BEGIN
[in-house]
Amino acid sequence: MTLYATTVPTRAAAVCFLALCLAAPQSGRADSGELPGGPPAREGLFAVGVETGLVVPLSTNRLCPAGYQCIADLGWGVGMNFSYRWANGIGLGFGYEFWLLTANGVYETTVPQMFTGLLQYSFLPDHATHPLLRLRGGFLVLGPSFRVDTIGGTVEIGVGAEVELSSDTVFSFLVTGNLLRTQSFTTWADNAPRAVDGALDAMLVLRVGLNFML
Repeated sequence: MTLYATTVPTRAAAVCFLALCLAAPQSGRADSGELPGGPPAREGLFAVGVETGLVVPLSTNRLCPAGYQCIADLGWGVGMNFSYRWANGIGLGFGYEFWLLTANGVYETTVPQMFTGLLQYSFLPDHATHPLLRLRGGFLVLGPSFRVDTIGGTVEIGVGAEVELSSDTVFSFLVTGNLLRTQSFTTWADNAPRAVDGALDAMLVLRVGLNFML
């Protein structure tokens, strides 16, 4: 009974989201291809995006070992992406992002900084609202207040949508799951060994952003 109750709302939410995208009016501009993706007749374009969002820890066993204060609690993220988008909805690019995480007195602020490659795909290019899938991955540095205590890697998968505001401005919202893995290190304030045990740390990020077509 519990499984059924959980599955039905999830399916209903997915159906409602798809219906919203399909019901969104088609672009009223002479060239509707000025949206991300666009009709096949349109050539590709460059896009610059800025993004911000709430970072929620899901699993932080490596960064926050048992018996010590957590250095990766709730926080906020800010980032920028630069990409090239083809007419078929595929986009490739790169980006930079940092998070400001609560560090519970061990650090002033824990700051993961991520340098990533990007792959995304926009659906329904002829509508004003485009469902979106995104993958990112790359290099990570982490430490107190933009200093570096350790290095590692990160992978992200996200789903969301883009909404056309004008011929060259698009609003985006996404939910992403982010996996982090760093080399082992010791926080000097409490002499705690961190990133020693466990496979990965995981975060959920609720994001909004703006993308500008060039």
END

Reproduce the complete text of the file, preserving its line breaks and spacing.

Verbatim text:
[in-house]
Amino acid sequence: MTLYATTVPTRAAAVCFLALCLAAPQSGRADSGELPGGPPAREGLFAVGVETGLVVPLSTNRLCPAGYQCIADLGWGVGMNFSYRWANGIGLGFGYEFWLLTANGVYETTVPQMFTGLLQYSFLPDHATHPLLRLRGGFLVLGPSFRVDTIGGTVEIGVGAEVELSSDTVFSFLVTGNLLRTQSFTTWADNAPRAVDGALDAMLVLRVGLNFML
Repeated sequence: MTLYATTVPTRAAAVCFLALCLAAPQSGRADSGELPGGPPAREGLFAVGVETGLVVPLSTNRLCPAGYQCIADLGWGVGMNFSYRWANGIGLGFGYEFWLLTANGVYETTVPQMFTGLLQYSFLPDHATHPLLRLRGGFLVLGPSFRVDTIGGTVEIGVGAEVELSSDTVFSFLVTGNLLRTQSFTTWADNAPRAVDGALDAMLVLRVGLNFML
């Protein structure tokens, strides 16, 4: 009974989201291809995006070992992406992002900084609202207040949508799951060994952003 109750709302939410995208009016501009993706007749374009969002820890066993204060609690993220988008909805690019995480007195602020490659795909290019899938991955540095205590890697998968505001401005919202893995290190304030045990740390990020077509 519990499984059924959980599955039905999830399916209903997915159906409602798809219906919203399909019901969104088609672009009223002479060239509707000025949206991300666009009709096949349109050539590709460059896009610059800025993004911000709430970072929620899901699993932080490596960064926050048992018996010590957590250095990766709730926080906020800010980032920028630069990409090239083809007419078929595929986009490739790169980006930079940092998070400001609560560090519970061990650090002033824990700051993961991520340098990533990007792959995304926009659906329904002829509508004003485009469902979106995104993958990112790359290099990570982490430490107190933009200093570096350790290095590692990160992978992200996200789903969301883009909404056309004008011929060259698009609003985006996404939910992403982010996996982090760093080399082992010791926080000097409490002499705690961190990133020693466990496979990965995981975060959920609720994001909004703006993308500008060039």